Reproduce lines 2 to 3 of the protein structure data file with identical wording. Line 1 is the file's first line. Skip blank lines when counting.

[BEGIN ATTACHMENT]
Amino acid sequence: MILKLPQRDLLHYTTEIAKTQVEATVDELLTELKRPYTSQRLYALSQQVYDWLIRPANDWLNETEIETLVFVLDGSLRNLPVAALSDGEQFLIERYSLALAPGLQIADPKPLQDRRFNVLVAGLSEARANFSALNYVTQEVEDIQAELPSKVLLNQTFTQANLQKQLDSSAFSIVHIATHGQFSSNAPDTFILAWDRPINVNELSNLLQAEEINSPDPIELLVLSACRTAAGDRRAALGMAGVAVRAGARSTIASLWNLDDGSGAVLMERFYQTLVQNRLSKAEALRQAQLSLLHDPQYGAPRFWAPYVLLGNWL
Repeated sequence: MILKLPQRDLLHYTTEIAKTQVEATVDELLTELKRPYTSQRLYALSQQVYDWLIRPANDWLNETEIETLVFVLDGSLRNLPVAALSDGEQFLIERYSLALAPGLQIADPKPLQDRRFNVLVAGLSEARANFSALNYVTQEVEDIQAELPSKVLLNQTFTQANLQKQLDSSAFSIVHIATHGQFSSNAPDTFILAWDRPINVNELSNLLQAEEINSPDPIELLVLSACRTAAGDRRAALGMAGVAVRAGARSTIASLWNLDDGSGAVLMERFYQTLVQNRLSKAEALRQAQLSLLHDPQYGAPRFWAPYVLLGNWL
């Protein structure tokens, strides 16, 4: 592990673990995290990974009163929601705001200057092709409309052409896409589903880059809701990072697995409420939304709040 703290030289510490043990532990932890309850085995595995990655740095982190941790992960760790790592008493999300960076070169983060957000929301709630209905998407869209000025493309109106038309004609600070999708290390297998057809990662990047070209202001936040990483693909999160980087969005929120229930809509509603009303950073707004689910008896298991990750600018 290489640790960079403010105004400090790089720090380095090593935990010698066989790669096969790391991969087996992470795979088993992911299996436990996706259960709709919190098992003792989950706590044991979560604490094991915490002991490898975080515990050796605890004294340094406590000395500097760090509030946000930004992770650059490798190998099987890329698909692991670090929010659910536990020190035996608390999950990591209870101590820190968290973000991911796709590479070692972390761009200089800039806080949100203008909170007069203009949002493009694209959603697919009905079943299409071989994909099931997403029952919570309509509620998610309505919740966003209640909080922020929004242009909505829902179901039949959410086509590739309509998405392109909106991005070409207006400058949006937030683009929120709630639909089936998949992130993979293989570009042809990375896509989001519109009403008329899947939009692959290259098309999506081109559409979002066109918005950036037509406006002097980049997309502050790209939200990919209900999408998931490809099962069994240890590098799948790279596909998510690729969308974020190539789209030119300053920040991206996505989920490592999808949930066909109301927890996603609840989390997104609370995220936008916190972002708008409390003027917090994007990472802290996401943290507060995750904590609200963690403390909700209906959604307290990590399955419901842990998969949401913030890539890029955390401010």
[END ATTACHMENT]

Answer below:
Repeated sequence: MILKLPQRDLLHYTTEIAKTQVEATVDELLTELKRPYTSQRLYALSQQVYDWLIRPANDWLNETEIETLVFVLDGSLRNLPVAALSDGEQFLIERYSLALAPGLQIADPKPLQDRRFNVLVAGLSEARANFSALNYVTQEVEDIQAELPSKVLLNQTFTQANLQKQLDSSAFSIVHIATHGQFSSNAPDTFILAWDRPINVNELSNLLQAEEINSPDPIELLVLSACRTAAGDRRAALGMAGVAVRAGARSTIASLWNLDDGSGAVLMERFYQTLVQNRLSKAEALRQAQLSLLHDPQYGAPRFWAPYVLLGNWL
């Protein structure tokens, strides 16, 4: 592990673990995290990974009163929601705001200057092709409309052409896409589903880059809701990072697995409420939304709040 703290030289510490043990532990932890309850085995595995990655740095982190941790992960760790790592008493999300960076070169983060957000929301709630209905998407869209000025493309109106038309004609600070999708290390297998057809990662990047070209202001936040990483693909999160980087969005929120229930809509509603009303950073707004689910008896298991990750600018 290489640790960079403010105004400090790089720090380095090593935990010698066989790669096969790391991969087996992470795979088993992911299996436990996706259960709709919190098992003792989950706590044991979560604490094991915490002991490898975080515990050796605890004294340094406590000395500097760090509030946000930004992770650059490798190998099987890329698909692991670090929010659910536990020190035996608390999950990591209870101590820190968290973000991911796709590479070692972390761009200089800039806080949100203008909170007069203009949002493009694209959603697919009905079943299409071989994909099931997403029952919570309509509620998610309505919740966003209640909080922020929004242009909505829902179901039949959410086509590739309509998405392109909106991005070409207006400058949006937030683009929120709630639909089936998949992130993979293989570009042809990375896509989001519109009403008329899947939009692959290259098309999506081109559409979002066109918005950036037509406006002097980049997309502050790209939200990919209900999408998931490809099962069994240890590098799948790279596909998510690729969308974020190539789209030119300053920040991206996505989920490592999808949930066909109301927890996603609840989390997104609370995220936008916190972002708008409390003027917090994007990472802290996401943290507060995750904590609200963690403390909700209906959604307290990590399955419901842990998969949401913030890539890029955390401010």